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Nobody said starting a brand new business from the ground up would be easy.

Seasoned and novice entrepreneurs alike will be all-too aware of the eventuality of encountering obstacles and pitfalls whilst both setting up their business, and running it day-to-day.

So, if you want to start off your venture in the most efficient way possible, it can help to know about the mistakes you should avoid making.

Below is a list of five common mistakes made by startup businesses, and how you can avoid making them yourself:

1. Your business is based on a “cool” or “fun” product

If your business idea is product-based, make sure you’ve had more feedback than just “oh wow, that’s cool.” It’s great that your friends, family, and maybe even strangers you’ve trialled your product on find it “cool” or “fun” – but superficial positive feedback on a new product you’ve invented doesn’t make it worthy of setting up an entire business.

The key to a business-worthy product is one that solves a specific, existing problem, or fills a significant gap in the market. The Flappy Bird app is a good example; an addictive, fun game that was popular for the blink of an eye, but because it didn’t address a particular need, is now barely even acknowledged.

Give your customers something they’ll wonder how they ever coped without with the intention of using it regularly.

2. You haven’t formulated a proper business plan

It sounds obvious, but having a clear-cut business plan is a vital step that a lot of startups will miss. They’ll neglect to have a solid financial forecast in place, or get down to the nitty-gritty of how they’ll market their product or service to customers – so when it comes time to make waves, you don’t actually know how to tackle this.

You need a well-thought out roadmap for your business to travel; don’t just acknowledge that you “might need an investor from a bank… or something… maybe.” Instead, do your research before you get in too deep and create actual lists of specific contacts, loans, investments, and partners you intend to contact – or, better yet, have already looked into in some depth.

Have a clear product, purpose, customer base, and mission in mind. Don’t just know that you need KPIs; know exactly what those KPIs are. Decrease the likelihood of hitting roadblocks by having a business plan that’s as thorough as possible.

3. Your location is all-wrong

In this case, ‘location’ refers to the physical place you’re running your business from. Surprisingly, even if your business operates solely online, the actual location of your business can have a significant impact on how much success you’re likely to achieve in the long-term.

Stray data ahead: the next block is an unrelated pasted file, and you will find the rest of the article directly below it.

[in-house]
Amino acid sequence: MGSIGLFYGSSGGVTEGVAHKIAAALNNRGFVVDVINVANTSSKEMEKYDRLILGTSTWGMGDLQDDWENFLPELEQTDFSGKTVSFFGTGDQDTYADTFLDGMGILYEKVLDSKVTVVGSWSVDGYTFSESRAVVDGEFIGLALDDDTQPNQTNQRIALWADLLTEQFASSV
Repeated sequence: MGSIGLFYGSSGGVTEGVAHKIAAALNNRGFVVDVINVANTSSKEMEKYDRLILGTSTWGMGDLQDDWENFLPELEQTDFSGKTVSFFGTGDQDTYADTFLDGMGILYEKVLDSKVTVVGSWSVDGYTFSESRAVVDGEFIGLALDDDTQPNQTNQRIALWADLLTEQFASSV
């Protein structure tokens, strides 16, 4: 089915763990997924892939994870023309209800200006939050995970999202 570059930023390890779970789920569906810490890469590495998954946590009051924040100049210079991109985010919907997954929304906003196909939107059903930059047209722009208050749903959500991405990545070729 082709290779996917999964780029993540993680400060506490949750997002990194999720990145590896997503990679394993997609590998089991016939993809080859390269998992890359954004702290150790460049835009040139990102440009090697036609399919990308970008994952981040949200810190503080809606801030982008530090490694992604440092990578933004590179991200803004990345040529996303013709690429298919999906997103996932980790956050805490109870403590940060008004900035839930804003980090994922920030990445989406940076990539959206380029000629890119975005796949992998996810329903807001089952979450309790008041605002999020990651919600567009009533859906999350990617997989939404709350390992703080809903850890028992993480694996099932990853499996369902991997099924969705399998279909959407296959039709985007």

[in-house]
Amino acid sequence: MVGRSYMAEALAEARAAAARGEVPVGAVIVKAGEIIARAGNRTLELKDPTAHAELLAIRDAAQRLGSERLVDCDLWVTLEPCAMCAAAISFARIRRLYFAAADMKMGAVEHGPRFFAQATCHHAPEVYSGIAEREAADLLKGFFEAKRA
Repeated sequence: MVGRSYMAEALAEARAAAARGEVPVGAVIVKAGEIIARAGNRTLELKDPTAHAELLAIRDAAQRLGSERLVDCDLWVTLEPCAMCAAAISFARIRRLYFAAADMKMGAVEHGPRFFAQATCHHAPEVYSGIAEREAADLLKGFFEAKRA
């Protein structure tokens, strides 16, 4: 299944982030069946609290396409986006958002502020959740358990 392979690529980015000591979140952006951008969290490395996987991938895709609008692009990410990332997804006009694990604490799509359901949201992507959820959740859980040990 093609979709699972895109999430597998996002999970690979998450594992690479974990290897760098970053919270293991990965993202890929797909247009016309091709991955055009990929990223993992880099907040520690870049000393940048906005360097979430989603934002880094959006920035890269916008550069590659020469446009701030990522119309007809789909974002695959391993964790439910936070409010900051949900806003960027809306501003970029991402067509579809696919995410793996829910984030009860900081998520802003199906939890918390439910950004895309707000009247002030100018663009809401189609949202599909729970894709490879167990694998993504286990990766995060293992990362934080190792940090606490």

The right geo-positioning is based almost entirely on your target market; after all, it’s no good setting up a new store selling exclusively high-end fashion items for women on a strip full of budget clothing stores primarily for men. It’s therefore essential to incorporate the findings of your market research into the placement of your business.

A good example of learning from geo-positioning mistakes is the story of a little retail chain you may have heard of: Macy’s. Rowland Macy, the company’s founder, originally started off with a store in Massachusetts – but saw very little success due to the clientele in the area. By moving to Sixth Avenue in New York City, though, he opened up his business to his exact target demographic.

It’s even possible that had Mark Zuckerberg never relocated from his hometown and to the technology-hub of California, he could have significantly stunted the growth – possibly entirely – of Facebook.

4. You’ve given into too much outside influence

It’s important to avoid that feeling of disconnection to your own business - or even worse, to the passion that drove you to build your business in the first place.

Unfortunately, this is a feeling that can be brought about if you listen too much to the advice or visions of others. While criticism and feedback is obviously an incredibly important part of creating a business, it’s important that the advice given doesn’t directly contradict the core ideas behind your product or service. If this happens, you might find yourself wondering one day if you even understand what you’re trying to accomplish.

So, consider the advice of the experts around you – for example, Sean Parker’s advice to turn “Thefacebook” into “Facebook” was undoubtedly beneficial – but make sure that you maintain your personal vision every step of the way. The idea, the concept – it’s yours, so don’t let anyone else mess with it too much.

5. You’re target market is a tiny niche

Of course, there’s a huge benefit to targeting a niche market: less competition. However, at the bare bones of it, a lack of competition is a red flag indicating an unpopular concept.

Investor Paul Graham, the founder of startup incubator Y Combinator, perfectly explained this: “If you make anything good, you're going to have competitors, so you may as well face that. You can only avoid competition by avoiding good ideas.”

So, if you don’t mind sacrificing big profits for an easy ride, then targeting an exclusively small market could be ideal – but for businesses with big ideas and even bigger goals, it’s much better to put more effort into your market research and make sure you aren’t afraid of a little competition.

Posted 10:06 AM

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